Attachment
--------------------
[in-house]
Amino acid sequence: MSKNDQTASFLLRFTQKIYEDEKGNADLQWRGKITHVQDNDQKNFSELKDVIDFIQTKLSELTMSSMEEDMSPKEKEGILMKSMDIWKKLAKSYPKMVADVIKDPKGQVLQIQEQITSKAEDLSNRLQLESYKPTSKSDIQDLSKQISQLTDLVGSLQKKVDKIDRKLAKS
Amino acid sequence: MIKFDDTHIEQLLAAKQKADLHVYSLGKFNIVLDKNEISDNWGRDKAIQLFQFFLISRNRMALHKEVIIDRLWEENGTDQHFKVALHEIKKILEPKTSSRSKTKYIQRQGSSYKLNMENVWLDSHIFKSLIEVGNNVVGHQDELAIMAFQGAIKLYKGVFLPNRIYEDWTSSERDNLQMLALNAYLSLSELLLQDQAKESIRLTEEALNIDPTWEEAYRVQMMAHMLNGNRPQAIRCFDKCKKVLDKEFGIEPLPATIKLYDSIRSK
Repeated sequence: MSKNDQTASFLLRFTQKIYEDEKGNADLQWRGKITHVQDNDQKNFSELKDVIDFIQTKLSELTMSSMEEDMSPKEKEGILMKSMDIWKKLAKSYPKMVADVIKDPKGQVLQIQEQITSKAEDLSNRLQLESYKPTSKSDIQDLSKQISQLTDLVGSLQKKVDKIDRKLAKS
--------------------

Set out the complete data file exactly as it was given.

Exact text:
[in-house]
Amino acid sequence: MSKNDQTASFLLRFTQKIYEDEKGNADLQWRGKITHVQDNDQKNFSELKDVIDFIQTKLSELTMSSMEEDMSPKEKEGILMKSMDIWKKLAKSYPKMVADVIKDPKGQVLQIQEQITSKAEDLSNRLQLESYKPTSKSDIQDLSKQISQLTDLVGSLQKKVDKIDRKLAKS
Amino acid sequence: MIKFDDTHIEQLLAAKQKADLHVYSLGKFNIVLDKNEISDNWGRDKAIQLFQFFLISRNRMALHKEVIIDRLWEENGTDQHFKVALHEIKKILEPKTSSRSKTKYIQRQGSSYKLNMENVWLDSHIFKSLIEVGNNVVGHQDELAIMAFQGAIKLYKGVFLPNRIYEDWTSSERDNLQMLALNAYLSLSELLLQDQAKESIRLTEEALNIDPTWEEAYRVQMMAHMLNGNRPQAIRCFDKCKKVLDKEFGIEPLPATIKLYDSIRSK
Repeated sequence: MSKNDQTASFLLRFTQKIYEDEKGNADLQWRGKITHVQDNDQKNFSELKDVIDFIQTKLSELTMSSMEEDMSPKEKEGILMKSMDIWKKLAKSYPKMVADVIKDPKGQVLQIQEQITSKAEDLSNRLQLESYKPTSKSDIQDLSKQISQLTDLVGSLQKKVDKIDRKLAKS